You Might Like … a Brief Acquaintance With Air Flanders, Fitting Starts, Tiiiik Toooock, Sushi Chefs, Private Networks and More
This is a post in a series appearing each Friday, setting out some articles, videos, podcasts and the like that contributors at Slaw are enjoying and that you might find interesting. The articles tend to be longer than blog posts and shorter than books, just right for that stolen half hour on the weekend. It’s also likely that most of them won’t be about law — just right for etc.
Please let us have your recommendations for what we and our readers might like.
Laughing Squid – Seat Assignment: Airplane Lavatory Self-Portraits in the Flemish Style – Nina Katchadourian – A really effective series of photographs taken in an airplane lavatory using only paper available there. This woman knows her Flanders folk.
The Chronicle of Higher Education – Forewords, Prefaces, and Introductions: Where to Begin? – Carol Saller – A moving foreward is what you want, if you’re a book writer. But my, there are a lot of throat-clearing noises that precede das Ding an sich. Notice, though, that there’s no mention of a prolegomenon. How comenon?
www.10000yearclock.net – 10,000 Year Clock – Danny Hillis /Jeff Bezos – You think it takes a long time for some books to get started? Try timing it with this baby, which “ticks once a year, where the century hand advances once every 100 years, and the cuckoo comes out on the millennium” — or will, when it’s complete. Fittingly, this will take a while, given that it’s being constructed in the heart of a mountain in Texas. All about long-term thinking, something in short supply lately.
YouTube – Minute Physics – MinutePhysics – If you’ve only got a minute — one of the short ones, that is — and a need to understand how come e=MC2, this is the site for you. There are a bunch of remarkably effective explanations of physical phenomena that can educate you while you pretend they’re for your kids’ benefit. Take, for example, the “hairy ball theorem“…
London Review of Books – Marx at 193 – John Lanchester – Physics isn’t the only thing that’s difficult to grasp. Marx would be another. But John Lanchester, novelist, journalist and, well, polymath, is the help you need. He does a lovely analysis here of what Marx got right and wrong, from the perspective of today. Read it, or listen to it. Your choice.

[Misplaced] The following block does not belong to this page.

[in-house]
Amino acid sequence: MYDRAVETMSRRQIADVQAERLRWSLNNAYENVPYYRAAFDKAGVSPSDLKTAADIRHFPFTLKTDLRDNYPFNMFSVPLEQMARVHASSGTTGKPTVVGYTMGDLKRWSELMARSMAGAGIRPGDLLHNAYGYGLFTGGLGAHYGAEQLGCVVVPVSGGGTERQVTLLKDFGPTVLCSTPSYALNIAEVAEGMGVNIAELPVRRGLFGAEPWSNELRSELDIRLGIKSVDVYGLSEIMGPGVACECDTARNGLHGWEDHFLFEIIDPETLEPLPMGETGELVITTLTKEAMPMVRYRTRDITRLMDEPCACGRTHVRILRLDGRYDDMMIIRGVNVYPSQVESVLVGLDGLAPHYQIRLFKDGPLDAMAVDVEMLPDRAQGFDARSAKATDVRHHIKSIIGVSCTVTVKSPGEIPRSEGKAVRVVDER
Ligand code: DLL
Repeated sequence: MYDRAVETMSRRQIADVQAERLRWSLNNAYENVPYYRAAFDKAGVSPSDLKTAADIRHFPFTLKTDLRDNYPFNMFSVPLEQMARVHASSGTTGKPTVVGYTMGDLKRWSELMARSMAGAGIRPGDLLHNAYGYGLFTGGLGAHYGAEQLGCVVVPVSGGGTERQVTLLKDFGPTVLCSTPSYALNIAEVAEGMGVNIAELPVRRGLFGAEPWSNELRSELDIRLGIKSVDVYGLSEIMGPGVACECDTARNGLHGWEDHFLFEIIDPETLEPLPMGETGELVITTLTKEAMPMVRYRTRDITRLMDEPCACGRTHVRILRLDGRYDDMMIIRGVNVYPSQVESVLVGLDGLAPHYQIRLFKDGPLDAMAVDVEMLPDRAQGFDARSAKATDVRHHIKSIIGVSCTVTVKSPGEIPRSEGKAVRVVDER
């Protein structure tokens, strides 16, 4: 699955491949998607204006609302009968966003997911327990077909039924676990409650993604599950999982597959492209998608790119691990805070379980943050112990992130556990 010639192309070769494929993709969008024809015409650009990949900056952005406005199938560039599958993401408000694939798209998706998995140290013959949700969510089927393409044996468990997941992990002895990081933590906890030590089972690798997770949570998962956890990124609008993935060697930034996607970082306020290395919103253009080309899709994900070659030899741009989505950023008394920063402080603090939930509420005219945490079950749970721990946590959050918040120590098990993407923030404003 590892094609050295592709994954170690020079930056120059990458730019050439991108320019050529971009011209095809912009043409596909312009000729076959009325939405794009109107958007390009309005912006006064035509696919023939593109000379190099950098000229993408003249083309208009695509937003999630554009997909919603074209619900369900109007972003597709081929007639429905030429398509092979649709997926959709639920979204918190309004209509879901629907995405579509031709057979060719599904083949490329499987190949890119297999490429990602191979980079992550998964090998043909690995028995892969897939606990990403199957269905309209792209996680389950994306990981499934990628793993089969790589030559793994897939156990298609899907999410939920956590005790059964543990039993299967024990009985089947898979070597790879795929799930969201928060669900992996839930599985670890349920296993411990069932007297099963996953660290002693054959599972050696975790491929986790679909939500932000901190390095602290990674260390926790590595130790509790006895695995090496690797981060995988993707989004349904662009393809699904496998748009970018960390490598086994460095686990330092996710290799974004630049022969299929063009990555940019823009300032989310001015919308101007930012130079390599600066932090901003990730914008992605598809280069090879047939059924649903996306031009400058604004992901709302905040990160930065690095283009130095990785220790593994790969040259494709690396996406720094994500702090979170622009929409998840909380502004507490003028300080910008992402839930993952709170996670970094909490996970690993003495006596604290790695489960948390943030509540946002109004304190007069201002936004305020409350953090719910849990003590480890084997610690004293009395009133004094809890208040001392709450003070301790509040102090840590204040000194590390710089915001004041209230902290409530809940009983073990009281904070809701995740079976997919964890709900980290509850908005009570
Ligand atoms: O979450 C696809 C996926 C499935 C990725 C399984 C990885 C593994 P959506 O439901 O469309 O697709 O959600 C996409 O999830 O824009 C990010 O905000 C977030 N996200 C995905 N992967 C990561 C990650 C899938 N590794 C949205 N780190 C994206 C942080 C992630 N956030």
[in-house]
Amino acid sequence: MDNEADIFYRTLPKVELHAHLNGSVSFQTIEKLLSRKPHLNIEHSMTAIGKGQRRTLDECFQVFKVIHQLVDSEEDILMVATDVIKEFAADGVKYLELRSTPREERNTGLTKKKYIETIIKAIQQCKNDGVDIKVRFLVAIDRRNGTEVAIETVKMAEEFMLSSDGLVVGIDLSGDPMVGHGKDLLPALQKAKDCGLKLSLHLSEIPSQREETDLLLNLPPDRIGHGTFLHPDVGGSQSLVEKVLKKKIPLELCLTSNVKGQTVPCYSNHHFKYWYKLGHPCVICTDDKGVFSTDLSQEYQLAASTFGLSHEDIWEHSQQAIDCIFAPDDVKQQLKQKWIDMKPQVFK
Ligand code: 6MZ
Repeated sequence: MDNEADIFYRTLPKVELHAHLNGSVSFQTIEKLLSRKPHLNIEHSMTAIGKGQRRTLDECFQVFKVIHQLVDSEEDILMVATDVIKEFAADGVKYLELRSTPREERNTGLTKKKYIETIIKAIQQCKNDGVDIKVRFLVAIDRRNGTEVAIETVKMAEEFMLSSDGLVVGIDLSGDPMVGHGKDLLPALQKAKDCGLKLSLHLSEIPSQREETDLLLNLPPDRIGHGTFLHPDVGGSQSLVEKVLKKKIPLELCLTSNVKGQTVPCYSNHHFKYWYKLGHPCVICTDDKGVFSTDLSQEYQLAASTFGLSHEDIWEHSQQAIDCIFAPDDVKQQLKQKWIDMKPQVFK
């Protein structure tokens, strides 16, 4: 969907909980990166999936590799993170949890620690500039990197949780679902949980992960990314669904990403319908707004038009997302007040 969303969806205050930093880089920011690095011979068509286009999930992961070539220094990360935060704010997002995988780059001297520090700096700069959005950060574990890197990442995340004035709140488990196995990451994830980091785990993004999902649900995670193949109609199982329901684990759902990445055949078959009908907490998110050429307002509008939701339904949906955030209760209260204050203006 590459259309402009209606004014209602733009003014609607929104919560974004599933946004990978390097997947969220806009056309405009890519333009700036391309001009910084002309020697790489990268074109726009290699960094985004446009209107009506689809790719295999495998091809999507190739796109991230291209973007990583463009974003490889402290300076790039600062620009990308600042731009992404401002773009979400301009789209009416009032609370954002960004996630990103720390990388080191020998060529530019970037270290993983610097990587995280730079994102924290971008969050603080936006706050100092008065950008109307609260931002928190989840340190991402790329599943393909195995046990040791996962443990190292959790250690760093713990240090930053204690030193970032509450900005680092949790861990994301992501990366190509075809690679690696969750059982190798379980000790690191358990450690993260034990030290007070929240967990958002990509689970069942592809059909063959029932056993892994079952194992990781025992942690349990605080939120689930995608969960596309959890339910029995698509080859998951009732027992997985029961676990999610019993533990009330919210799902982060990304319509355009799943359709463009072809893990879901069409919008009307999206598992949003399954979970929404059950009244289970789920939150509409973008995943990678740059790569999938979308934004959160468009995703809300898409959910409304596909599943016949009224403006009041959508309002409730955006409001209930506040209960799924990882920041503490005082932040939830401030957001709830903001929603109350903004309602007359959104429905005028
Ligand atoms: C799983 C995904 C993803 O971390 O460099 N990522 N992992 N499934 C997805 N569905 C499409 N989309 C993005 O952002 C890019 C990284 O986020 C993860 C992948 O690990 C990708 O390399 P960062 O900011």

YouTube – A Day in the Life of a Kiva Robot – ForaTv – Kiva is a business that manages the delivery of goods ordered online from companies such as Saks, The Gap, or Staples. Their super efficient handling techniques are partly the result of using (cute) little robots that scurry (scuttle?) throughout the warehouse fetching and stacking the goods.
The European Magazine – Information Is Cheap, Meaning Is Expensive – George Dyson – No, not the vacuum cleaner guy. This Dyson is a historian of science, and here he is interviewed about such things as computational intelligence and progress.
The Guardian – How to Make Sushi – Lindsay Poulton, Ekaterina Ochagavia and Rie Yoshitake – This is a five minute video in which a real Japanese expert demonstrates how to make sushi (in Japanese, with English subtitles). Do not watch this if you are hungry.
Lifehacker – Build Your Own VPN – Alan Henry – If you’ve got more than one computer and if you deal with confidential material on them, you might want to consider hooking them up to your own virtual private network. It’s easier than it sounds and might save some heartache down the line.
HiLobrow – The Key of C – Matthew Battles – Speaking of computers, “via novelist, futurist, and ultimate hackhunter Bruce Sterling, a short demo video of music generated for 8-bit output from single lines of code.” Never destined for the Top 1000, some of these are, well, kind of interesting in a science fiction sort of way. I kind of like “Guard Against Divide-by-zero” — which is pretty good advice, anyway.